TWC Aids Prosecution of Multi-State, Multi-Million-Dollar Fraud Scheme
 

AUSTIN March 15, 2019 - The Texas Workforce Commission’s (TWC) investigation of stolen identity in 2017 helped stop a multi-million-dollar unemployment insurance (UI) fraud scheme while preventing payment from TWC of any moneys based on false claims.

Richard Lach, an Illinois man, was sentenced in federal court on Feb. 5 to five years in prison for identity theft and unemployment benefits fraud, followed by three years of supervised release, and ordered to pay restitution to victims in other states.

“TWC is committed to the integrity of the UI program, and we are extremely proud of our investigators for deterring fraud and ensuring we continue to promote employers’ confidence in the program.” said TWC Chair Ruth R. Hughs. “This is just one example of our interagency efforts to safeguard the state’s Unemployment Benefits Trust Fund.”

According to court documents and statements made in court, Lach fraudulently filed claims with the Connecticut Department of Labor for unemployment benefits using the names, dates of birth and social security numbers of identity theft victims. The state deposited unemployment benefits directly to Green Dot debit cards, and Lach withdrew or otherwise spent the funds for his personal use and benefit.

Lach attempted similar schemes in 37 other states, including Texas. TWC’s contribution to the case began when its fraud investigation unit flagged a suspicious-looking UI claim as a case of identity theft in 2017. TWC placed a hold on all related UI claims from the same individual and used the information included in the UI benefits applications to track the claimant, subpoenaing banks and other entities. TWC supplied the information from those subpoenas, including surveillance footage, to other states’ workforce agencies and federal investigators, resulting in Lach’s arrest and subsequent conviction.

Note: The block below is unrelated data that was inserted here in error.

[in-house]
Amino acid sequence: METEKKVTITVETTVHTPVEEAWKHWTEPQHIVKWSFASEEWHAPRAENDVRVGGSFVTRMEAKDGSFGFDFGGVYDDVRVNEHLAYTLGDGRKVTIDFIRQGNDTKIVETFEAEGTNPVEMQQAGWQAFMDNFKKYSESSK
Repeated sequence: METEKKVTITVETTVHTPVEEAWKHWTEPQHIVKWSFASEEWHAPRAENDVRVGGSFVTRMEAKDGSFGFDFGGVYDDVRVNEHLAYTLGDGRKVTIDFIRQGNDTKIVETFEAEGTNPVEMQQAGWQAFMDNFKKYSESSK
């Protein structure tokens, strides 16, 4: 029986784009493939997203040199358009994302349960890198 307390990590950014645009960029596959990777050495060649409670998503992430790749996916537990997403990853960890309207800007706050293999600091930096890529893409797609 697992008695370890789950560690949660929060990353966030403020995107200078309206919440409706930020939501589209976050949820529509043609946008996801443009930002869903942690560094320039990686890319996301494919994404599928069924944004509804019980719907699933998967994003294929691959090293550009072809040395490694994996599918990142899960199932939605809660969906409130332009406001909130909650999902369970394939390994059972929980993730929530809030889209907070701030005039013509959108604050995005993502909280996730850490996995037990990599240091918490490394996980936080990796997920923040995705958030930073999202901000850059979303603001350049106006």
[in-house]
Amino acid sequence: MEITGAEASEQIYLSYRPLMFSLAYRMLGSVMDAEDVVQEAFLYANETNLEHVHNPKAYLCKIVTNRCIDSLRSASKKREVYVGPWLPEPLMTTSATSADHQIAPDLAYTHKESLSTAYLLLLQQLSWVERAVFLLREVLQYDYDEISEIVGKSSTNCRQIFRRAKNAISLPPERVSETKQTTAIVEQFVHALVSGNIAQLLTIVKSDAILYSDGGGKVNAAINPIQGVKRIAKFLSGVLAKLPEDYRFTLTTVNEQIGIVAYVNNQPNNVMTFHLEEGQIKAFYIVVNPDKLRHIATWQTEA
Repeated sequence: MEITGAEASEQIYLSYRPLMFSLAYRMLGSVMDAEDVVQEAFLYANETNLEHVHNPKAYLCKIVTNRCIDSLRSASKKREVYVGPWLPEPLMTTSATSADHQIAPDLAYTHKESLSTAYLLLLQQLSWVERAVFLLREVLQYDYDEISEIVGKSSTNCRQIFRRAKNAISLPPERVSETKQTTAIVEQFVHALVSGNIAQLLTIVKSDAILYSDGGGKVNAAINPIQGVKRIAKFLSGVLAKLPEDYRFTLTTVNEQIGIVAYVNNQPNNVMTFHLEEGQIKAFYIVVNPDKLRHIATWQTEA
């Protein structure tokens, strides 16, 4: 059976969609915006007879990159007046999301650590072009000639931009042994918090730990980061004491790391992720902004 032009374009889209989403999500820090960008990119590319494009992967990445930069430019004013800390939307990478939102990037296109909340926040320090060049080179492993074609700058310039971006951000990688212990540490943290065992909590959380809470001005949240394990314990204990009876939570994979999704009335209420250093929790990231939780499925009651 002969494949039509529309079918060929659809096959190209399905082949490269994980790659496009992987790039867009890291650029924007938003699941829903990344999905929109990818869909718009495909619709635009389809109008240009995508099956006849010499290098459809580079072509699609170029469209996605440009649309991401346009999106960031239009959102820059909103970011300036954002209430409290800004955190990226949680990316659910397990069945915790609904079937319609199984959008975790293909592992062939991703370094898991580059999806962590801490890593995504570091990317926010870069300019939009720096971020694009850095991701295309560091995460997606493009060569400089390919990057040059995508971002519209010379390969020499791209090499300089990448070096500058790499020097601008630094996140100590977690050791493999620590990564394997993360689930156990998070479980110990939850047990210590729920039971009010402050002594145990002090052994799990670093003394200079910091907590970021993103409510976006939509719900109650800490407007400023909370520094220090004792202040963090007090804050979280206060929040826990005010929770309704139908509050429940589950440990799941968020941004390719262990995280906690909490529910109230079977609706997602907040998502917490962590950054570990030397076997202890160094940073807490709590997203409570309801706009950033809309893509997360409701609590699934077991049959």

“This is a great victory in TWC’s ongoing efforts to detect and prosecute attempts to cheat the unemployment benefits system that is so crucial in helping eligible individuals return to work,” said TWC Commissioner Representing Labor Julian Alvarez.

This multi-state scheme affected 380 fraudulent UI claims worth approximately $3.8M.  Lach’s claims in Texas totaled a potential loss to the state’s UI trust fund of $105,423. However, because of TWC’s investigation, no funds were lost.

“To anyone who is thinking about stealing a Texan’s identity to defraud the Texas Workforce Commission and the Unemployment Benefits Trust Fund, this case and others like it should give you pause,” said TWC Commissioner Representing the Public Robert Thomas.

TWC’s Regulatory Integrity Division (RID) is charged with detecting and preventing fraud, waste, and abuse. RID enforces all regulatory statutes within the jurisdiction of the agency, including tax, workforce, trade act, Skills Development Fund, Self-Sufficiency Fund, Child Care Development Fund and all other programs that TWC administers.

 
 
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